– Women’s Basketball vs. Eastern Illinois (November 23, 7pm SJSU Event Center)

Please visit your local Second Harvest Food Bank location to obtain a coupon. The Spartan Ticket Office located at 1393 S 7th ST, San Jose CA, 95112, will also have receptacles for donations and offer discounts to those who contribute on site.

Read full story on www.sjsuspartans.com

James Jones in yoga pose outdoors on campus.

Get Healthy with Tips from Spartan Fitness Experts Like the NFL’s James Jones

Green Bay Packers Wide Receiver James Jones in a Warrior II yoga pose

James Jones has worked on his Warrior II pose, among others, in sessions of Bikram yoga.

From sun salutations to Russian kettlebell presses, learn how to get fit like the pros. Alumni fitness experts, including Super Bowl winner James Jones, share their advice for lifelong health.

James Jones won the 2011 Super Bowl with the Packers, but he has not forgotten his roots. As a child growing up in and out of Bay Area homeless shelters, Jones always carried around a football. Youth football camps and teams were luxuries his mother could not afford. Jones and his wife, Tamika, run the nonprofit Love Jones 4 Kids, which helps disadvantaged children. They host an annual free youth football camp at Gunderson High School, his alma mater in San Jose. For Jones, the Offensive MVP at the 2006 New Mexico Bowl Game, being healthy is more than just exercising his body.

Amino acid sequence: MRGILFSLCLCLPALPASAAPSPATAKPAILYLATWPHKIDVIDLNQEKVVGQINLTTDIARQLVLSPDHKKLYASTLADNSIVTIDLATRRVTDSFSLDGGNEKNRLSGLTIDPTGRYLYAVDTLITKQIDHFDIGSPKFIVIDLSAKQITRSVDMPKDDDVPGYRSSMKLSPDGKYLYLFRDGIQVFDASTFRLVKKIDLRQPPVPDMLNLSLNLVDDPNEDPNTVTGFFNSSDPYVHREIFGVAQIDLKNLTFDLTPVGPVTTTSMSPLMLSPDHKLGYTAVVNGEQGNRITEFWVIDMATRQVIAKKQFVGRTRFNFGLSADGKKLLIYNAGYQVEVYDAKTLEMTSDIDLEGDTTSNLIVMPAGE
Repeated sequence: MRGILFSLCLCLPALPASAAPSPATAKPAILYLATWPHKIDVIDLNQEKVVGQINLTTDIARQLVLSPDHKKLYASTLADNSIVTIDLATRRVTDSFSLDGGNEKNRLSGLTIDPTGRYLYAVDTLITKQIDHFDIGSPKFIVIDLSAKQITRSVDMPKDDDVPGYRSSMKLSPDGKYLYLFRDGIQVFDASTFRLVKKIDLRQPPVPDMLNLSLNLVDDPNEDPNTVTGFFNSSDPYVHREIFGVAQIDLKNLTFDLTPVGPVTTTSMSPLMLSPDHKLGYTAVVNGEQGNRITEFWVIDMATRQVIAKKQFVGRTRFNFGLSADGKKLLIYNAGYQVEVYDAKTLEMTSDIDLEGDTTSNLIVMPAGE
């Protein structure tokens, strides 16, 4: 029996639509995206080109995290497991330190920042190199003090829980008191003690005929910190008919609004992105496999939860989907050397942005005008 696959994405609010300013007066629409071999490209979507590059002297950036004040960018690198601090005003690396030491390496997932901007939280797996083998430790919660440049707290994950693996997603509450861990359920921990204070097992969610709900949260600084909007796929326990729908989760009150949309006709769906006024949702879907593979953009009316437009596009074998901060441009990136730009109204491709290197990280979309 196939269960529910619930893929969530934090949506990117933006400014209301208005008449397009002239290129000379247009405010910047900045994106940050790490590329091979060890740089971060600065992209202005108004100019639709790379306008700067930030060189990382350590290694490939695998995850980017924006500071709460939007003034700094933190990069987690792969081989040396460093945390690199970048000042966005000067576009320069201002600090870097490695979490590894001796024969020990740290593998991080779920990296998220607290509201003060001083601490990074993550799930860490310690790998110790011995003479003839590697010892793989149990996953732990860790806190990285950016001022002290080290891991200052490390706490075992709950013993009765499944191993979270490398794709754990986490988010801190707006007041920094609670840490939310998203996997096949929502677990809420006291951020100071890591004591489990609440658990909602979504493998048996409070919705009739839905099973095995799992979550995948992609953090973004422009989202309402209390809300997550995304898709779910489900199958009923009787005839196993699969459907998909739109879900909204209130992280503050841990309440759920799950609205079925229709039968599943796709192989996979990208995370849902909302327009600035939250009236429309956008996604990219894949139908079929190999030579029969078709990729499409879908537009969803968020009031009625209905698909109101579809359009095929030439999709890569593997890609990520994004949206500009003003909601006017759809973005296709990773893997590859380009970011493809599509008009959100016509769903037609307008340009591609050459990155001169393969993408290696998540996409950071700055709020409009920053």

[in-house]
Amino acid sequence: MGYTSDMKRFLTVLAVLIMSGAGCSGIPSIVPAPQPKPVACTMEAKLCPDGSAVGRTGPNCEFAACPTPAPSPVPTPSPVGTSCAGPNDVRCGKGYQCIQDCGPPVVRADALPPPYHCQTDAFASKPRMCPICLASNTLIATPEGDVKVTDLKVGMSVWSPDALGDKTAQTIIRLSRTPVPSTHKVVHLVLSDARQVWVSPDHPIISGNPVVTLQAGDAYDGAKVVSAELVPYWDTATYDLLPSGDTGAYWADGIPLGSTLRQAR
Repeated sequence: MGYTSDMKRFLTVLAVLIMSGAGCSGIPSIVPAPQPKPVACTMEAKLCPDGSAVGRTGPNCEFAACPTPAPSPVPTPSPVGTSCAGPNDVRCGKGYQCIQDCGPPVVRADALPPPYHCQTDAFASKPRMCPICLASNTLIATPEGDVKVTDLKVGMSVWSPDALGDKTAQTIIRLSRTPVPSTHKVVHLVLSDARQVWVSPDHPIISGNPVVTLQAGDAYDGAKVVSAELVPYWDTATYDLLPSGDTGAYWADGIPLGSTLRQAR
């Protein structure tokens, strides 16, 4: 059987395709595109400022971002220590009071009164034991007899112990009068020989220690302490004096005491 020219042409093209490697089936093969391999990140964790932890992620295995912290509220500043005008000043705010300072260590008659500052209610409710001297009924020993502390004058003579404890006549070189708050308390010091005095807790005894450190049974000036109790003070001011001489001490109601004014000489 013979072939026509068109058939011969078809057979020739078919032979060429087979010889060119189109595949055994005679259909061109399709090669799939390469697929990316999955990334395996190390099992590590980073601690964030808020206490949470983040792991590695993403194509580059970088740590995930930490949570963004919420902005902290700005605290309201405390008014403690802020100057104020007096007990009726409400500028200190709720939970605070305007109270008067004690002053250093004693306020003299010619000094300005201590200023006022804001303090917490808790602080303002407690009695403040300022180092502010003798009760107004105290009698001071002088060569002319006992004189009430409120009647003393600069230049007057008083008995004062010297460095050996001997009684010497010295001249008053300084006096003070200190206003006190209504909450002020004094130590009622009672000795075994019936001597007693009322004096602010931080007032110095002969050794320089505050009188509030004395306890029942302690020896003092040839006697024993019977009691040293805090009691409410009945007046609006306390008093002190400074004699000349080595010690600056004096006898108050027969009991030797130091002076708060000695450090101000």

Read student writer Sarah Kyo’s full story, “Fit for Life,” and  other stories in the Fall 2011 issue of the SJSU Washington Square.

Mark Hubbard right after hitting the golf ball out on the golf course.

Mark Hubbard – Two-Time All-America Scholar

Mark Hubbard right after hitting the golf ball out on the golf course.

Mark Hubbard won two tournaments in his senior season including the 2011 WAC Championship.

Superiority on the course and in the classroom have earned San Jose State University’s Mark Hubbard his second Cleveland Golf/Srixon All-America Scholar award from Golf Coaches Association of America (GCAA).

To be considered a Cleveland Golf/Srixon All-America Scholar the individual must be a junior or senior academically, compete in at least two full years at the collegiate level, participate in 70-percent of his team’s competitive rounds, have a stroke-average under 76.0 and maintain a minimum cu¬mulative grade-point average of 3.2.